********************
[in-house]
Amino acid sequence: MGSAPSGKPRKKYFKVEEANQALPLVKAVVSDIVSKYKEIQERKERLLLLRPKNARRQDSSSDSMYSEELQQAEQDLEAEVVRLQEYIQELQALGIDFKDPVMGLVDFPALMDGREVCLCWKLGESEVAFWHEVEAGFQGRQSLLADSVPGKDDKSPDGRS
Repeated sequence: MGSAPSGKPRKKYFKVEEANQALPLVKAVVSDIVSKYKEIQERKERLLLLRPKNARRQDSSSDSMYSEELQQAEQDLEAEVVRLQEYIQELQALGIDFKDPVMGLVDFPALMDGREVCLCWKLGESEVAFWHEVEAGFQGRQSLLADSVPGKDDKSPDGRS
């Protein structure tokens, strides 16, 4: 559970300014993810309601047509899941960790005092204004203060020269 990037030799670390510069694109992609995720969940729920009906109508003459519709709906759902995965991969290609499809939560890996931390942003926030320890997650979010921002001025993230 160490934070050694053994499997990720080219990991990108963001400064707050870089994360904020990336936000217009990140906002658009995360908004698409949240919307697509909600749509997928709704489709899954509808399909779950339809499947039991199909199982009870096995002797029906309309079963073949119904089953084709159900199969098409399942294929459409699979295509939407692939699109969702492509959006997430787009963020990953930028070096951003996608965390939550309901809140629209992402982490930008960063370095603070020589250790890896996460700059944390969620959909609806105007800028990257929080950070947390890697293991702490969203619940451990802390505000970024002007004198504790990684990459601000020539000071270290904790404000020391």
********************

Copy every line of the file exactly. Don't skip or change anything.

[in-house]
Amino acid sequence: MGSAPSGKPRKKYFKVEEANQALPLVKAVVSDIVSKYKEIQERKERLLLLRPKNARRQDSSSDSMYSEELQQAEQDLEAEVVRLQEYIQELQALGIDFKDPVMGLVDFPALMDGREVCLCWKLGESEVAFWHEVEAGFQGRQSLLADSVPGKDDKSPDGRS
Repeated sequence: MGSAPSGKPRKKYFKVEEANQALPLVKAVVSDIVSKYKEIQERKERLLLLRPKNARRQDSSSDSMYSEELQQAEQDLEAEVVRLQEYIQELQALGIDFKDPVMGLVDFPALMDGREVCLCWKLGESEVAFWHEVEAGFQGRQSLLADSVPGKDDKSPDGRS
């Protein structure tokens, strides 16, 4: 559970300014993810309601047509899941960790005092204004203060020269 990037030799670390510069694109992609995720969940729920009906109508003459519709709906759902995965991969290609499809939560890996931390942003926030320890997650979010921002001025993230 160490934070050694053994499997990720080219990991990108963001400064707050870089994360904020990336936000217009990140906002658009995360908004698409949240919307697509909600749509997928709704489709899954509808399909779950339809499947039991199909199982009870096995002797029906309309079963073949119904089953084709159900199969098409399942294929459409699979295509939407692939699109969702492509959006997430787009963020990953930028070096951003996608965390939550309901809140629209992402982490930008960063370095603070020589250790890896996460700059944390969620959909609806105007800028990257929080950070947390890697293991702490969203619940451990802390505000970024002007004198504790990684990459601000020539000071270290904790404000020391």